The Kids Are Allright

Around eight years ago I was talking to the head of one of Europe's first IPTV VoD services at an event in Italy and he had been amazed by what content was successful on his service. Basically, only two things worked well, and one of those accounted for fifty per cent of all viewing at the time.

The genre was children's programmes.

Of course, if you think about it, it makes sense. Children have no sense of timetable, and their parents live pressurised lives where the ability to sit their offspring quietly in front of screens is a boon.

So, it's not surprising that the Paidcontent blog is reporting that the children's channel Nickleodeon is suffering at the hands of Netflix.

Indeed, the latest viewing figures from the US show the major networks being majorly impacted by on demand and rival viewing services for the first time.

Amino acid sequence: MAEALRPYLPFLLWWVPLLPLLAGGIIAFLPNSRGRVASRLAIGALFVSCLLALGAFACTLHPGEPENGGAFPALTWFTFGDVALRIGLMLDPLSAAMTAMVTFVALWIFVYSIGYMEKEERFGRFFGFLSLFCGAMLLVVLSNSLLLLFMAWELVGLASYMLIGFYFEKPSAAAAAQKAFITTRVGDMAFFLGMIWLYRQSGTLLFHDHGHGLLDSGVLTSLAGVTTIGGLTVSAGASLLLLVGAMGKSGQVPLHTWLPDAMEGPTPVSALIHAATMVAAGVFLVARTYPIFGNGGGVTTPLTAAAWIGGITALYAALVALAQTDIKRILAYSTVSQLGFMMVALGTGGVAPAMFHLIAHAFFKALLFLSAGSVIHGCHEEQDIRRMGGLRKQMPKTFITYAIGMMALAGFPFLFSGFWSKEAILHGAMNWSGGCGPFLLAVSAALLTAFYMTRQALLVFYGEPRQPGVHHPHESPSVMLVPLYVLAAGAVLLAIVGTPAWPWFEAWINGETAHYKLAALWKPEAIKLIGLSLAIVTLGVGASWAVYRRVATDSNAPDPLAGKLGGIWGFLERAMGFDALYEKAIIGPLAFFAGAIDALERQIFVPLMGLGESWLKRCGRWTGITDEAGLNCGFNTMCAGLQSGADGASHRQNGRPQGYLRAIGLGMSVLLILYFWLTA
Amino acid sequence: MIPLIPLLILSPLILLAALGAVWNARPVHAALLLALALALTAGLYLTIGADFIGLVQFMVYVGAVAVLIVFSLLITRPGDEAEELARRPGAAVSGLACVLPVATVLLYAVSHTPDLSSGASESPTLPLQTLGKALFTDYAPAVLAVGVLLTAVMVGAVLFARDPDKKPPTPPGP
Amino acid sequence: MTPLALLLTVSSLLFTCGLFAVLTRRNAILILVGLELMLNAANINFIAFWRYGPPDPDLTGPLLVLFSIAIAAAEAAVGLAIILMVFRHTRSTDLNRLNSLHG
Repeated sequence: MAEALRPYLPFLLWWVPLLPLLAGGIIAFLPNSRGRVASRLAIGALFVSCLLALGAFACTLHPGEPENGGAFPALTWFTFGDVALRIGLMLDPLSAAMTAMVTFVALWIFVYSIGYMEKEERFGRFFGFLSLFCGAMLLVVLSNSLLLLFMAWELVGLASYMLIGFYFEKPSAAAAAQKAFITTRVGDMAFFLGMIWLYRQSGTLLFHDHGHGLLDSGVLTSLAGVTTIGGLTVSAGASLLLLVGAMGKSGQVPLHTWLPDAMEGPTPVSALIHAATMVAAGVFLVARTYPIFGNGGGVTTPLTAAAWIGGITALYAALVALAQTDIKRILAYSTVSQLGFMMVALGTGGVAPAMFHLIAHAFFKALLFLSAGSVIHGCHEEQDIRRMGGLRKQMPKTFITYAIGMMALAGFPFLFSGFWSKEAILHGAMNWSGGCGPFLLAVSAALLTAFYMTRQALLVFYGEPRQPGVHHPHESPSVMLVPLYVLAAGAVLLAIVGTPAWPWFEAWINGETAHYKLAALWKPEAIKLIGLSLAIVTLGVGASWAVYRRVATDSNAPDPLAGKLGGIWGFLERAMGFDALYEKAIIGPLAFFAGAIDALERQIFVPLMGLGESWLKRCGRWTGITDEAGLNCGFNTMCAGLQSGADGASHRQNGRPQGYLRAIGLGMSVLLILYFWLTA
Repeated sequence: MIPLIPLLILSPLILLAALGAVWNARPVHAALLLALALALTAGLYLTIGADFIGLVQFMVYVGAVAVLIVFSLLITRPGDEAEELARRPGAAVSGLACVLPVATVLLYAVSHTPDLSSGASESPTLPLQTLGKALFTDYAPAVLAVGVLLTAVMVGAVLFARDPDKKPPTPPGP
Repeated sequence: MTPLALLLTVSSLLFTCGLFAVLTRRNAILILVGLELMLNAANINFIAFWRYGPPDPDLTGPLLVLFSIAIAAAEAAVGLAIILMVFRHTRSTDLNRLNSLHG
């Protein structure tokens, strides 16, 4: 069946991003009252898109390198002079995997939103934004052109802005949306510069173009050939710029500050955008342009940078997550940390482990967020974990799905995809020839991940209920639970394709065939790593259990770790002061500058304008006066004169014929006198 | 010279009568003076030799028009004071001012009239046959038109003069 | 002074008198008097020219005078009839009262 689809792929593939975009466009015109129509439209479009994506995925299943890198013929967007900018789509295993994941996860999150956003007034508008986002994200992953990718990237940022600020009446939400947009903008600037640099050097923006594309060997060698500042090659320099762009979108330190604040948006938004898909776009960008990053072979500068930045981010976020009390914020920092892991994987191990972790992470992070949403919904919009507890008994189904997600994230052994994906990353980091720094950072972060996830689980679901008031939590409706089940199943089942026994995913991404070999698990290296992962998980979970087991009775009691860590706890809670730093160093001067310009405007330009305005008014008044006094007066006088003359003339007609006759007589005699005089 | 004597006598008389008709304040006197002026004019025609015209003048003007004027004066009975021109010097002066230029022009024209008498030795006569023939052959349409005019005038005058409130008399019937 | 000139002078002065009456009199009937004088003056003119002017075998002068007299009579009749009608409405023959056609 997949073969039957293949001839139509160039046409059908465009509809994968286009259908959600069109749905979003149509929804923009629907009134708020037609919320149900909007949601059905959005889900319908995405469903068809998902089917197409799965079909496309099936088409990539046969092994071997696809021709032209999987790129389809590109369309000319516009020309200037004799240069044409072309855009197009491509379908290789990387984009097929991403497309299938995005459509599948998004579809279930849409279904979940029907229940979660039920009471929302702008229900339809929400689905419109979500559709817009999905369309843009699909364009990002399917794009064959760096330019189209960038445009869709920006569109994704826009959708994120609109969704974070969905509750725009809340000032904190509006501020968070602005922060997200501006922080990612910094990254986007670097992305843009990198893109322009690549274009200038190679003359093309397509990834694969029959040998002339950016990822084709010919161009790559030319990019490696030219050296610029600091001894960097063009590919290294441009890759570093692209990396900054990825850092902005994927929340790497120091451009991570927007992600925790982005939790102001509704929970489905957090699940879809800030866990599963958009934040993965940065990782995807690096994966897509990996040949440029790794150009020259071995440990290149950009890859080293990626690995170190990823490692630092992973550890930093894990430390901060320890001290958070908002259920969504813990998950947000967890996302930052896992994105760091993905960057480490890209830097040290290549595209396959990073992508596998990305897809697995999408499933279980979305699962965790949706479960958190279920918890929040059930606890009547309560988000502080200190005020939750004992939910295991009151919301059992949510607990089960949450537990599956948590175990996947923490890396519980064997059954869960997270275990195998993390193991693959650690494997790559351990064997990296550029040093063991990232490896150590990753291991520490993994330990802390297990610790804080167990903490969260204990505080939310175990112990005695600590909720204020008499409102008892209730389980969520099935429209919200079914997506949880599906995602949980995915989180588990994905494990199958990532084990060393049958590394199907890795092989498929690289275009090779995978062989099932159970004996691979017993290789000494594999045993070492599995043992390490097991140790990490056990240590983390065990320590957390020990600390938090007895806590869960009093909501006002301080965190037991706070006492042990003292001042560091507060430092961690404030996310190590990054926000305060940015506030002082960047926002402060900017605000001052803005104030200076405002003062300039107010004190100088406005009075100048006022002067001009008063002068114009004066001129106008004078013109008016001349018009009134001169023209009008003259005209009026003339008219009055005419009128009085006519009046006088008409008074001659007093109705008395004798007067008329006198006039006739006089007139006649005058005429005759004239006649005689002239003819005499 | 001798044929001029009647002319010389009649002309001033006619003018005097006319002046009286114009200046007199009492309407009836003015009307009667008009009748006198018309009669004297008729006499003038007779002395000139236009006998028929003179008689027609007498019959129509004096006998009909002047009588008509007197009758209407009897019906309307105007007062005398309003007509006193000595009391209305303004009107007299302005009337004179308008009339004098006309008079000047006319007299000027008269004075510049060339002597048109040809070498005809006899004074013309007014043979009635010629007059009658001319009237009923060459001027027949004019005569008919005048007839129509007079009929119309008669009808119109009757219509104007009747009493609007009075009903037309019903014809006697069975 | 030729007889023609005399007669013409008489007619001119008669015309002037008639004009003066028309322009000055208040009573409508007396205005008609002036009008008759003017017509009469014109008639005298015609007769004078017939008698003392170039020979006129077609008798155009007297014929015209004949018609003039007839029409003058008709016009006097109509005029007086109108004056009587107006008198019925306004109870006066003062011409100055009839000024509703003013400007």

It simply is the thin end of the wedge. Broadcast, scheduled television as we know it is over and will now gradually retreat into a place amongst other curated content.

There is no need for a schedule (or EPG - electronic programme guide) any more. Back in 2004 we have a virtual EPG where you could click on any programme and play it, irrespective of its scheduled time (or you could also look at its as scheduled, of course).

Sports and some mainstream entertainment will remain the final bastion of the schedule. The irony is, as more and more viewers get used to on demand, the cost base of content is likely to shift to them. it's much easier to charge when someone clicks than it is when they sit back and do nothing.

This is going to be a challenge for broadcasters, advertisers, brands and content owners, now that viewers have started to change their behaviour. After all, what price ten minutes of quiet whilst the kids watch Spongebob SquarePants ?